Religious liberty v. reproductive rights
Legal experts and court watchers are calling this term a blockbuster one for reproductive rights – with two cases up for argument over the next few months that could dramatically alter women’s access to necessary health care.
The first, Zubik v. Burwell, is an effort to further push the limits of religious liberty already extended by the justices in their 5-4 ruling in Hobby Lobby, in which they held that for-profit companies whose owners objected to birth control on religious grounds were exempt from the Affordable Care Act’s contraceptive mandate.
In seven separate cases consolidated by the court under Zubik, hospitals, universities, nursing homes, and other religious nonprofits already exempt from the mandate are challenging the requirement that they notify their insurers of their religious objections to providing contraceptives. That notification, which enables the insurers to then provide the contraceptives directly to the employees, is an act which the challengers say is tantamount to their own provision of contraception and thus violates their religious beliefs.
The arguments in Zubik demonstrate just how distorted notions of “religious liberty” have become in recent years, according to Adam Sonfield of the Guttmacher Institute.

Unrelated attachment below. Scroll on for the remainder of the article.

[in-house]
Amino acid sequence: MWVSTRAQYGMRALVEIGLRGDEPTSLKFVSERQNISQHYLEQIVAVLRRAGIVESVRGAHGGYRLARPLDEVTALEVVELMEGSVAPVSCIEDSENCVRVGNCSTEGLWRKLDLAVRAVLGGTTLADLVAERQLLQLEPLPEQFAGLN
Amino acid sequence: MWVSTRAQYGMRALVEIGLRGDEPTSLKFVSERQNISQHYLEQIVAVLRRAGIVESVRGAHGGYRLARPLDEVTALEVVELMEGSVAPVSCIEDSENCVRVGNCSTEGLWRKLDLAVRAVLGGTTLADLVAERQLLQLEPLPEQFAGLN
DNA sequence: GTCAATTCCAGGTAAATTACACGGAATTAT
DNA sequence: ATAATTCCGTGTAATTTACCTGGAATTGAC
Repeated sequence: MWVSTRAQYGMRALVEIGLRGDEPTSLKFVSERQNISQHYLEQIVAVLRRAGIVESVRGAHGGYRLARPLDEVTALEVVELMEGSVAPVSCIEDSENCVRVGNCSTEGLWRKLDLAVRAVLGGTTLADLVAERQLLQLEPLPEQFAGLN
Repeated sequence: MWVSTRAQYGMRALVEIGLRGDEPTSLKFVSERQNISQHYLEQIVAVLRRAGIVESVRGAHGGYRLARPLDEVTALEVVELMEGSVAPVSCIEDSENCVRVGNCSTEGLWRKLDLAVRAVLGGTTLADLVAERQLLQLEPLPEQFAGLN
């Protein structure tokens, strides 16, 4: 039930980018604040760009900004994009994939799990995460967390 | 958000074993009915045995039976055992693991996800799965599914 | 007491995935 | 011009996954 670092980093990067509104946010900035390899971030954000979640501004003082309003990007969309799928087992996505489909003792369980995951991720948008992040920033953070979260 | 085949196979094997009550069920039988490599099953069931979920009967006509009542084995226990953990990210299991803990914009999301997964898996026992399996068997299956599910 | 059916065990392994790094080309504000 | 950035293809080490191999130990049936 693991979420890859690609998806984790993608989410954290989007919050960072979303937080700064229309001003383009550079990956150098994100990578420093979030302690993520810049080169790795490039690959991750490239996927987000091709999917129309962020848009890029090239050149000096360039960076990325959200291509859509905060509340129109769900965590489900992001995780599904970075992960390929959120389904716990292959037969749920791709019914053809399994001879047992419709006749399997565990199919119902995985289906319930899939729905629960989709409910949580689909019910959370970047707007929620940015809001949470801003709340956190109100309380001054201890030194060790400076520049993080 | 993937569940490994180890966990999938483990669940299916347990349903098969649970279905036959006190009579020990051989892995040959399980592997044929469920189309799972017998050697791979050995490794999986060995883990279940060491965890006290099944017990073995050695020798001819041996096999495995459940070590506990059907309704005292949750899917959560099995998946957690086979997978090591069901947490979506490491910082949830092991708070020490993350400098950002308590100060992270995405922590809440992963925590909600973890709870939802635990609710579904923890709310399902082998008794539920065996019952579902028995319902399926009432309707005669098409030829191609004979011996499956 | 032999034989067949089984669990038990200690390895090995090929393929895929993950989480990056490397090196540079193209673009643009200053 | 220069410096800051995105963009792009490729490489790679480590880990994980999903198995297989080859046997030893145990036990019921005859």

“Social conservatives have pulled together many of their long-standing political demands—targeting reproductive health and LGBT rights, most prominently—into an overarching campaign couched in the language of religious liberty,” Sonfield wrote in a recent report for the Institute.
And the conservatives on the Supreme Court have taken that bait, according to former Solicitor General Walter Dellinger. In a recent Center for American Progress forum on the Supreme Court term, Dellinger said that cases like Hobby Lobby reveal a court moving from allowing groups to avoid obligations because of religious beliefs to allowing groups to impose and burden others because of those beliefs.